5d    Groups of Southern courts (6)
SQUADS:  S(outhern) plus some enclosed courtyards

6d    Northerner second to support River Island (6)
ESKIMO:  A sec or tick goes underneath (to support, in a down clue) a river (one of several so-named) and an abbreviation for island

7d    Join in rising maestro’s missing semi-octave (4)
SEAM:  The reversal (rising, in a down clue) of “maestro’s” without (missing) its last four letters (semi-octave)

10d   This religion if not caught at the outset could become fashion victims (8)
SHIVAISM:  The answer plus IF NOT C (caught at the outset) is an anagram of (could become) FASHION VICTIMS.  So the religion we seek is an anagram of fASHion VIctIMS

12d   Hot, he leaves after mostly low piece of music (8)
MOVEMENT:  After most of a cow’s low, a word meaning heated or impassioned without the HE from the clue (he leaves)

14d   New ship’s director, restricted by fat, put on small tropical tops (3-7)
SUN-HELMETS:  N(ew) and a ship’s steering apparatus are contained inside some animal fat, all of which comes before (put on, in a down clue) S(mall)

16d   Religion with standards shown by current philosophy (8)
PARSIISM:  Norms or standards, the physics symbol for electric current, and a short word (from the suffix) meaning any distinctive doctrine, theory or practice

17d   Article on legal discussion about engineers rejected in outer chamber (8)
ANTEROOM:  A discussion of a hypothetical legal case around (about) the Royal Engineers all reversed (rejected); before that (on, in a down clue) is a grammatical article

19d   After fighting me Roger is more friendly (6)
WARMER:  After a state of conflict goes the ME from the clue and the letter denoted by roger in radio communications (in spelling alphabets which preceded the NATO one in use today, and still used indirectly via the procedure word roger meaning received)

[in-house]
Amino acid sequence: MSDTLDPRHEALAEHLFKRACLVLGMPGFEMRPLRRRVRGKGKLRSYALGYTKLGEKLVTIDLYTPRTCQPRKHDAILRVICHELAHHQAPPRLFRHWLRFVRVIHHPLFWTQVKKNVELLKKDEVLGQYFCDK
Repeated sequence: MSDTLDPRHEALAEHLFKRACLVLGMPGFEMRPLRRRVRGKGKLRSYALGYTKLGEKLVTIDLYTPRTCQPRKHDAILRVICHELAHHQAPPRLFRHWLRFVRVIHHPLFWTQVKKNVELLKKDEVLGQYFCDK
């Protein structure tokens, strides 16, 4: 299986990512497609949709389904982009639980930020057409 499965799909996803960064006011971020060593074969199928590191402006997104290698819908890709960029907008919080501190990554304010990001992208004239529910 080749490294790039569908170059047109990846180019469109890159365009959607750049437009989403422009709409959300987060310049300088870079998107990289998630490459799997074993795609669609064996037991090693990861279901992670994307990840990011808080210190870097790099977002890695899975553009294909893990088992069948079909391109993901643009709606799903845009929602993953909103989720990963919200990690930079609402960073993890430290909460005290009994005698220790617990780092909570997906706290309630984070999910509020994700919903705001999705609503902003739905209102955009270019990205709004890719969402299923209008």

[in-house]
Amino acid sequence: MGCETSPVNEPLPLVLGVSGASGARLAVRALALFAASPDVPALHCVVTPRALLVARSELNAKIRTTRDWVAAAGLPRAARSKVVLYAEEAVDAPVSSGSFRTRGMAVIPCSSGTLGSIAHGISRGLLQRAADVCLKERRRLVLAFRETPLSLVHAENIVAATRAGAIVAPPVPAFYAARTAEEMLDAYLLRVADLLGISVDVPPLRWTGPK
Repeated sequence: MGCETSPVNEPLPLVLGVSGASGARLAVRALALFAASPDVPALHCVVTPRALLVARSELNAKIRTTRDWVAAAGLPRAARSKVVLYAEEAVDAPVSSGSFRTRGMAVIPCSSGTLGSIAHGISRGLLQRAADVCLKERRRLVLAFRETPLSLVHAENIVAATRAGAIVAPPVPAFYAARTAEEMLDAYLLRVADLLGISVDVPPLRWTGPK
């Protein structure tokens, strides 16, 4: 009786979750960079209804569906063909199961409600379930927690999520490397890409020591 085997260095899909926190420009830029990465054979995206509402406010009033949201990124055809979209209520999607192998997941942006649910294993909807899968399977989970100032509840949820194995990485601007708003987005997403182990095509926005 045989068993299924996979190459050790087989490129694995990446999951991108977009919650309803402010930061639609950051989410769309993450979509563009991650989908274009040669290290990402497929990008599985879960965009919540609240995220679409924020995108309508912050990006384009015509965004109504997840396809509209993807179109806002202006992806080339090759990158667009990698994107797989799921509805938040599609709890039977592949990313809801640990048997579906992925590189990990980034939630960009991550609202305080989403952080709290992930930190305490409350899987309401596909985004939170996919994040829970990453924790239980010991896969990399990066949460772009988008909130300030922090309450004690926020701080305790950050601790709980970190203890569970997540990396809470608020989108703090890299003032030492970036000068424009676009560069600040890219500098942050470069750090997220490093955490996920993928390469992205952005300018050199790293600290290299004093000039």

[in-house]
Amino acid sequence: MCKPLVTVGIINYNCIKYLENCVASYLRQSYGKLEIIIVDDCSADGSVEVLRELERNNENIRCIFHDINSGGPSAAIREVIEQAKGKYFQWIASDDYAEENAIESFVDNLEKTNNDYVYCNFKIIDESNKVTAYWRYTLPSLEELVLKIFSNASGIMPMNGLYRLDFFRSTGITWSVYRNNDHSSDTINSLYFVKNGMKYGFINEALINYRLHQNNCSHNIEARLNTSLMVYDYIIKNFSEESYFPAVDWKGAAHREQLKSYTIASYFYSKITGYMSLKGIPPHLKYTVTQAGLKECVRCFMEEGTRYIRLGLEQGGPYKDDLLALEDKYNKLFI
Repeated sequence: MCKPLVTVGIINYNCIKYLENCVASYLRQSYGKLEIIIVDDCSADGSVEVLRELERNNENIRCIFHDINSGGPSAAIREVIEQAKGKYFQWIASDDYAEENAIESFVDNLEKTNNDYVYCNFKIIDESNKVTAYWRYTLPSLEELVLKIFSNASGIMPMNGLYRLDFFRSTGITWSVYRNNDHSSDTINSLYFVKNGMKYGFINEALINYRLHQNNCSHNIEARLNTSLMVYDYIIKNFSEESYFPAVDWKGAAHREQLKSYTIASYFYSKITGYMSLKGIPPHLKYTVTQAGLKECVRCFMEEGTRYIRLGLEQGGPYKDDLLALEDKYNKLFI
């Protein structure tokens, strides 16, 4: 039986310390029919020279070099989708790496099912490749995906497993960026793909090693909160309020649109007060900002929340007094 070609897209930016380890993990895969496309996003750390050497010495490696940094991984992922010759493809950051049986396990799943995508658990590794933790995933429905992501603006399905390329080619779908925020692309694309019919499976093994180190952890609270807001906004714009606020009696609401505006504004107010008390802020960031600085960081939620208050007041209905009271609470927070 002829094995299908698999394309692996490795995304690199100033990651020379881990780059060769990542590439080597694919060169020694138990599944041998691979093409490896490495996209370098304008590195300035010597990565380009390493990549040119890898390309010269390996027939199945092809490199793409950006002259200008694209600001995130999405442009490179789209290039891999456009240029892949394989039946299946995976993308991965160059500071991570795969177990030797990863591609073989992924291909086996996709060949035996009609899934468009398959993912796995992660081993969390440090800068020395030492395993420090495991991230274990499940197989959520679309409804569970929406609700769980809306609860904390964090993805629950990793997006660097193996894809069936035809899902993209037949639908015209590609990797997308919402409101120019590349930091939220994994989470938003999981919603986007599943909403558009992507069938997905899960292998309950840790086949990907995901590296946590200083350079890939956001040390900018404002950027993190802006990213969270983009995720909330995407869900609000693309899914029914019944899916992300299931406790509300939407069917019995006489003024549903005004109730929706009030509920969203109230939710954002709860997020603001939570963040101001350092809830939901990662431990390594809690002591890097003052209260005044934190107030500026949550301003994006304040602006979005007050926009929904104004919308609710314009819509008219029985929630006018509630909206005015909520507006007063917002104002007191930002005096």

20d   After midday sun improves (6)
AMENDS:  After what could be a description of midday (2,3) comes the abbreviation for sun

22d   End in Outer Mongolia (4)
TERM:  The answer is included in the clue

23d   Quite a heartless battle (4)
SOME:  A notorious First World War battle is heartless, i.e. missing its middle letter

 

Thanks to MynoT.  22a and 19d are my picks today.  Which buttered your crumpets?

 


31 comments on “Toughie 1964

  1. I have not come anywhere near finishing this yet – I have been struggling to find the right wavelength, the grid is unhelpful and my time was restricted by spending too long on Vlad in the Guardian, but I think it is quite tricky for a Tuesday. May come back to it later, as I have enjoyed what I have done…

    Thanks to Kitty and MynoT

  2. MynoT seems to have put his difficult hat on today. I found this tricky (not helped by the double unches and dubious anagram indicators). Luckily I knew the Aussie phrase so that helped. I think that ‘for devolution’ is ok, in the sense of being transferred, but I’m not convinced by ‘toasted’. I thought that the 6d answer had been outlawed by the PC-brigade. I still don’t know what the semi-octave is in 7d. All-in-all it was at least 4* for difficulty for me.
    Thanks to MynoT and Kitty. Top clues for me were 8a and 11a.

    1. I wondered if the semi-octave bit was nothing more than a simple mistake. Remove ORT from the reversed MAESTRO to get the answer but the semi-octave is actually OCT.

        1. Half-octave to indicate 4 letters? Yeah, right. I suppose it’s marginally better than an error.

    2. I think colloquially, toasted can mean drunk or razed or destroyed, so it works for me.